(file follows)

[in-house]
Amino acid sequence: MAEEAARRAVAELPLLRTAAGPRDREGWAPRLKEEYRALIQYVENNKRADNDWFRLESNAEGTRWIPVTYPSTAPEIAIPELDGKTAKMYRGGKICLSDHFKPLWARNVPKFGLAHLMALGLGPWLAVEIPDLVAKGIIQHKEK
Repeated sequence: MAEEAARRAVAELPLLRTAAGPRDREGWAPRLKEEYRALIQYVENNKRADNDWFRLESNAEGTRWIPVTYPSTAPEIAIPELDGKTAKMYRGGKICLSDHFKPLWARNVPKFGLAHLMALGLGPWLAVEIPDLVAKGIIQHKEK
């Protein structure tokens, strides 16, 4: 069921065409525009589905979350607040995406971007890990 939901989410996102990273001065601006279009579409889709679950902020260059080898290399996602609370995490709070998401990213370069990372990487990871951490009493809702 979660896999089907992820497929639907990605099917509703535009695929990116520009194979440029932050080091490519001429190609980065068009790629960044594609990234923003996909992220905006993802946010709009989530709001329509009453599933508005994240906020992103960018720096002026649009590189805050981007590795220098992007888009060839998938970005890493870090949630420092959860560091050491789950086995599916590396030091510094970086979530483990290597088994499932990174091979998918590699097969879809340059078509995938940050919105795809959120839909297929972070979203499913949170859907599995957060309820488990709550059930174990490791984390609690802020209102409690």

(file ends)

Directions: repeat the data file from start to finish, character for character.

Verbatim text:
[in-house]
Amino acid sequence: MAEEAARRAVAELPLLRTAAGPRDREGWAPRLKEEYRALIQYVENNKRADNDWFRLESNAEGTRWIPVTYPSTAPEIAIPELDGKTAKMYRGGKICLSDHFKPLWARNVPKFGLAHLMALGLGPWLAVEIPDLVAKGIIQHKEK
Repeated sequence: MAEEAARRAVAELPLLRTAAGPRDREGWAPRLKEEYRALIQYVENNKRADNDWFRLESNAEGTRWIPVTYPSTAPEIAIPELDGKTAKMYRGGKICLSDHFKPLWARNVPKFGLAHLMALGLGPWLAVEIPDLVAKGIIQHKEK
């Protein structure tokens, strides 16, 4: 069921065409525009589905979350607040995406971007890990 939901989410996102990273001065601006279009579409889709679950902020260059080898290399996602609370995490709070998401990213370069990372990487990871951490009493809702 979660896999089907992820497929639907990605099917509703535009695929990116520009194979440029932050080091490519001429190609980065068009790629960044594609990234923003996909992220905006993802946010709009989530709001329509009453599933508005994240906020992103960018720096002026649009590189805050981007590795220098992007888009060839998938970005890493870090949630420092959860560091050491789950086995599916590396030091510094970086979530483990290597088994499932990174091979998918590699097969879809340059078509995938940050919105795809959120839909297929972070979203499913949170859907599995957060309820488990709550059930174990490791984390609690802020209102409690």